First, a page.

There was a fantastic turn out for the Parade of Sail on the opening weekend, the addition of cruise days to Baltimore and the Fastnet was well supported. The town of Baltimore put on a great reception for the Classic visitors and later in the week the trip to Castletownsend was also well supported on the water and at MaryAnne's.
While the stars for many were the appearance of Jolie Brise, "The Boat of the Regatta" award, and the lovely Fife Solway Maid "Concours de Regatta" award, the Commodore Diarmuid O'Donovan emphasized that it takes all the skippers crew and boats to make the regatta so successful and he thanked all participants and volunteers as he presented overall prizes for the nine divisions that participated in the regatta.
The Harbour fleets of Menai Straits Fifes, Dragons, Squibs, Ettes, Dayboats and Clinker classes were keenly raced over the six days with tie break winners in the Dragon and the Squib class.
In the Bay and Workboat classes Mike Walshe's 1979 Holman & Pye "Saidhbhear" won the Bay Class2 in the Gaffers Sean Walsh's "Tir na Nog" was the winner. The other new addition for this regatta was the Oar and Sail programme this got off to a very promising start with three of the Atlantic Challenge Bantry Boats and well as a number of raid type boats on the water and competing on the Saturday and Sunday, the regatta was delighted with their participation and hope to increase the Oar and sail programme for the 2015 Glandore Classic Regatta.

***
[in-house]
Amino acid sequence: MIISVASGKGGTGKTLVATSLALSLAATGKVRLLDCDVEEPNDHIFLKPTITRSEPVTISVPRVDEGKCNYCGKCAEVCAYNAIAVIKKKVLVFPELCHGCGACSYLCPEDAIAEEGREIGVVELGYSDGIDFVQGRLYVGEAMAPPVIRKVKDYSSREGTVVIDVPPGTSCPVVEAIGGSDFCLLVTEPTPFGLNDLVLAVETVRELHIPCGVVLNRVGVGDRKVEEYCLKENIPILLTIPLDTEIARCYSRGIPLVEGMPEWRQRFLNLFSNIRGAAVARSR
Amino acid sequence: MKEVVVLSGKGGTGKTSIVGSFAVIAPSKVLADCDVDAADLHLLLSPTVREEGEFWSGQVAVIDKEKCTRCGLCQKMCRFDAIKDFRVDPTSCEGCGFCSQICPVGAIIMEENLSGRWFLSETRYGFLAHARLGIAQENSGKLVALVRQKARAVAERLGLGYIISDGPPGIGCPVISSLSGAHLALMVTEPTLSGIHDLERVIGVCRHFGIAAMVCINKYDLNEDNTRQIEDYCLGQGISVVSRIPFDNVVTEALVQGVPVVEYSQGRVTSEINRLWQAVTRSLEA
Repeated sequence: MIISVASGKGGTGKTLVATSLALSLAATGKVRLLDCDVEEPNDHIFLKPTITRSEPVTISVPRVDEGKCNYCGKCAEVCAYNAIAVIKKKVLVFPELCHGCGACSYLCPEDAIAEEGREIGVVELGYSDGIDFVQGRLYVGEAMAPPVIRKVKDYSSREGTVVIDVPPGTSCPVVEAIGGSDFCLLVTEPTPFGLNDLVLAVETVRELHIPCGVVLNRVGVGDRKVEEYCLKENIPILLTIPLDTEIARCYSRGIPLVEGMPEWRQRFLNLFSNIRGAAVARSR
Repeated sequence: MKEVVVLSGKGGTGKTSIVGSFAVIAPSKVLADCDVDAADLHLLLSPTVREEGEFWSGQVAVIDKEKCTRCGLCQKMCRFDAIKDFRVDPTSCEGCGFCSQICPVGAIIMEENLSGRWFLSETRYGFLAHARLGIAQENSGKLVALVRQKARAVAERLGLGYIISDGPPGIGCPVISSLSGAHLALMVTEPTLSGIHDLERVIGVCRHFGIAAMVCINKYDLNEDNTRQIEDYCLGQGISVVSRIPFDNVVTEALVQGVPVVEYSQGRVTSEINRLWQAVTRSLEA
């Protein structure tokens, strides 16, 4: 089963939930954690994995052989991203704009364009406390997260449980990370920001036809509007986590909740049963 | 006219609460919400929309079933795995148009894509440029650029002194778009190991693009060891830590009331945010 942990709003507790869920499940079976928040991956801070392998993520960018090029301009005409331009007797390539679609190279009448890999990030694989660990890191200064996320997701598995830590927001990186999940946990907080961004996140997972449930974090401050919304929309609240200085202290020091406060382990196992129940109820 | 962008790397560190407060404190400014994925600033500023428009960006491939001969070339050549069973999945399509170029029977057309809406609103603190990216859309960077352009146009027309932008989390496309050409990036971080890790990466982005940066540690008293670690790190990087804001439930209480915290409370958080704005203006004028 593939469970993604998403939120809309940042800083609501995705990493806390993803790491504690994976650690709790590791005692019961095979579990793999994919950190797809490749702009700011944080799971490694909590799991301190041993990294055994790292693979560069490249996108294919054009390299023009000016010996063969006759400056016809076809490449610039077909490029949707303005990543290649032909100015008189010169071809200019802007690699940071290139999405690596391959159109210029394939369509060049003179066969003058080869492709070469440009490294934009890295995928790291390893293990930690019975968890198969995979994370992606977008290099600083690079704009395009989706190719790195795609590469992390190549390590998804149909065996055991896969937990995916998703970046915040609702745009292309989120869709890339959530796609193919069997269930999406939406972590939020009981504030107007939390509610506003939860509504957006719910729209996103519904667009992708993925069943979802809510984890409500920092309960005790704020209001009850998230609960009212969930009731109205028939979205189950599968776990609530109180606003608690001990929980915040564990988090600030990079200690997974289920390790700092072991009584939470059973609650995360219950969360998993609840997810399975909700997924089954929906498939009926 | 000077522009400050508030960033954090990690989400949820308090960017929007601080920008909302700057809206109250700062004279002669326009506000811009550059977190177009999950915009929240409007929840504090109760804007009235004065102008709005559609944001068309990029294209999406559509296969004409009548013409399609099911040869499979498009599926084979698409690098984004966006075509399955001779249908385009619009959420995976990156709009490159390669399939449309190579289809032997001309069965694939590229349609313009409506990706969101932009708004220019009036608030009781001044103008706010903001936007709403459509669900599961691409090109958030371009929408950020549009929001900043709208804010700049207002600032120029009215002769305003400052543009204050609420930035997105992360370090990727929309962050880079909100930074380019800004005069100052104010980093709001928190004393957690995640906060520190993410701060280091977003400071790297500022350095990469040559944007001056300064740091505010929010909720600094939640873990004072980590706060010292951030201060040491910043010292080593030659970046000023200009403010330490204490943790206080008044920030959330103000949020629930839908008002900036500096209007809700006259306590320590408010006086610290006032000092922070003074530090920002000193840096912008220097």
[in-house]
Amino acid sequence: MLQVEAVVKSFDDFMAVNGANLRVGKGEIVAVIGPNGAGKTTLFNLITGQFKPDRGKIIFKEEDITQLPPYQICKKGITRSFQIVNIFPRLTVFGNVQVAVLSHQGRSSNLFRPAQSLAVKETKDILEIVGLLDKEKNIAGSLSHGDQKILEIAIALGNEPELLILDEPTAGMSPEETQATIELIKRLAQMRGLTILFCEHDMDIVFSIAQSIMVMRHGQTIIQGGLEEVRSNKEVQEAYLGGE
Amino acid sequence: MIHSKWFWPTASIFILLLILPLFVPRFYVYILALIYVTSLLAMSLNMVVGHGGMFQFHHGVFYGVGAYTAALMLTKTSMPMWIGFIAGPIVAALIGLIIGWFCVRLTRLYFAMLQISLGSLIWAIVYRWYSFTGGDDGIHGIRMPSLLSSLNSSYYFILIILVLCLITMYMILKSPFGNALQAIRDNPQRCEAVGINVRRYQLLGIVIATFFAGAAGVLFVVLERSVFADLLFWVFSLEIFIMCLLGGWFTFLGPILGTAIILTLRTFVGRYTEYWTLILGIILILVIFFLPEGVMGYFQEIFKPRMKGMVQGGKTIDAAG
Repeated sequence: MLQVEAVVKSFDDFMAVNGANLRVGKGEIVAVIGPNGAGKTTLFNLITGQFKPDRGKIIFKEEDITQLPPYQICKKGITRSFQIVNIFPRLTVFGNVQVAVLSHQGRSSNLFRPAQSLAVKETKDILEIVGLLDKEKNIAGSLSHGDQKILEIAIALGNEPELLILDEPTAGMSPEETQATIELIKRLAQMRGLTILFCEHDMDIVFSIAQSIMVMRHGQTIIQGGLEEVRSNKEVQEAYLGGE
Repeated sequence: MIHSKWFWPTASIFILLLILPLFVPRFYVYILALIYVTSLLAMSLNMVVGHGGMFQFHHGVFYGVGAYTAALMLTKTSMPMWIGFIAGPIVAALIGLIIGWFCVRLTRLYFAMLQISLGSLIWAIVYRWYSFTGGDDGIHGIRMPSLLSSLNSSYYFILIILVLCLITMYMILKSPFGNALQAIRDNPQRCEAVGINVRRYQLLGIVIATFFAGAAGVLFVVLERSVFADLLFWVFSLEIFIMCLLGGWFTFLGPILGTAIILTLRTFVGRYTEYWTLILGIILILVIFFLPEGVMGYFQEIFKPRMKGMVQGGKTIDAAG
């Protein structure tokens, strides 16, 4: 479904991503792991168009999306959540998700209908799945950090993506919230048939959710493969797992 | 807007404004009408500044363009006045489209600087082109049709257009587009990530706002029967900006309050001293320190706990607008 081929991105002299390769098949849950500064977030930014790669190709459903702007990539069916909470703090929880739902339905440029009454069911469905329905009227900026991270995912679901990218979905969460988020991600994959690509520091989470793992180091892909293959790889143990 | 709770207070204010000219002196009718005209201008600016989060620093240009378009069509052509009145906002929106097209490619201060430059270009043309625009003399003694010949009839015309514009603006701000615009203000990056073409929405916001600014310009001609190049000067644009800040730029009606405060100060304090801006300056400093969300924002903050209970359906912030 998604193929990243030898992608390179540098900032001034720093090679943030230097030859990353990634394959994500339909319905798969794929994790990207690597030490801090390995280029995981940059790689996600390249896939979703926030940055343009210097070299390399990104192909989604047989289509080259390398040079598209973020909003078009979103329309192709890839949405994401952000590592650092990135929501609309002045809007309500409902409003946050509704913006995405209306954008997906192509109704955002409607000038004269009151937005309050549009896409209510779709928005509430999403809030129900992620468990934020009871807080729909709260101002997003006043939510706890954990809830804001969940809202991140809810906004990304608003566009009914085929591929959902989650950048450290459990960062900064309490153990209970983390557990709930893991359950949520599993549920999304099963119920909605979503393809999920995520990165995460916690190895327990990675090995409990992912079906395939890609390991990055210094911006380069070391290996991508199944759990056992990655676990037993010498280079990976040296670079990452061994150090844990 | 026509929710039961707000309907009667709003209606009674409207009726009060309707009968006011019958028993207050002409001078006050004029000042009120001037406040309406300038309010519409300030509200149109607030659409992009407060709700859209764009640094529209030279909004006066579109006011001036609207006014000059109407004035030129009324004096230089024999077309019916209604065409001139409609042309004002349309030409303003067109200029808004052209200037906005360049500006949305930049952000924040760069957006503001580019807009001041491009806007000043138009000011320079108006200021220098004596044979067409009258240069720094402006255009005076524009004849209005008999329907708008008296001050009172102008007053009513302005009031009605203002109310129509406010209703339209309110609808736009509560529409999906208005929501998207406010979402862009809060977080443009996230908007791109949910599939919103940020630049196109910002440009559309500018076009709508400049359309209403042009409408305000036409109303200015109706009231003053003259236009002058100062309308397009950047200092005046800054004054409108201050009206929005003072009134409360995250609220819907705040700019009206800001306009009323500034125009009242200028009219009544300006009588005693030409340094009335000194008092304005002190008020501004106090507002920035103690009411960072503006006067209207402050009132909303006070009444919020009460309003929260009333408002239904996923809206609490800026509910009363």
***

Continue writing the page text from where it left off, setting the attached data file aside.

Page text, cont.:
#MARITIME TV PROGRAMMES - Footage from the rescue of the only survivor of the Tit Bonhomme tragedy in West Cork last January will feature in the first of a new series of Ireland's Search and Rescue tomorrow evening on RTÉ One.
Abdul Mohammed, 43, survived the sinking of the trawler when it ran around in rough seas near Adam's Rock at Glandore Harbour, after he was able to reach the shore.
His brother Wael Mohammed (35) died along with skipper Michael Hayes (52), Saied Ali Edlin (26), Attea Shaban (26) and Kevin Kershaw (21) when the boat went down.
As the Southern Star reports, Mohammed will feature in Sunday's programme talking to presenter Claire Byrne about his struggle to survive the tragedy, while exclusive footage from the Irish Coast Guard's Rescue 117 helicopter, the Irish naval vessel LE Niamh and Naval Service divers shows the search for the missing fisherman in the wake of the incident - a first for Irish television.
The first episode of the six-part series will be broadcast this Sunday 18 November at 6.30pm on RTÉ One.
"It may have taken a long time but the reward is that we have ended up with a perfect location for our clubhouse," says Commodore Diarmuid O’Donovan in a message on the club website.
The new facility has been funded by a combination of fundraising from past events and a mortgage of €140,000. More fundraising is required to may off the mortgage while the club begins work on the premises to bring them up to fire and disability certification.
"We are a small but thriving club and I am sure this will show as we continue to fundraise for the better of the club," says O'Donovan.
"We have come a long way over the past few years. Membership has grown significantly. We also need to update our sail training fleet and equipment to facilitate the expansion of the club. Junior sailing is the lifeline and future of our club.
"It is wonderful to see the enthusiasm of all involved and I am sure the clubhouse will be a welcome asset for all sailors alike."
Commodore O'Donovan also thanks the club's members and supporters, as well as past and present committee members, for the time and effort they have given to date.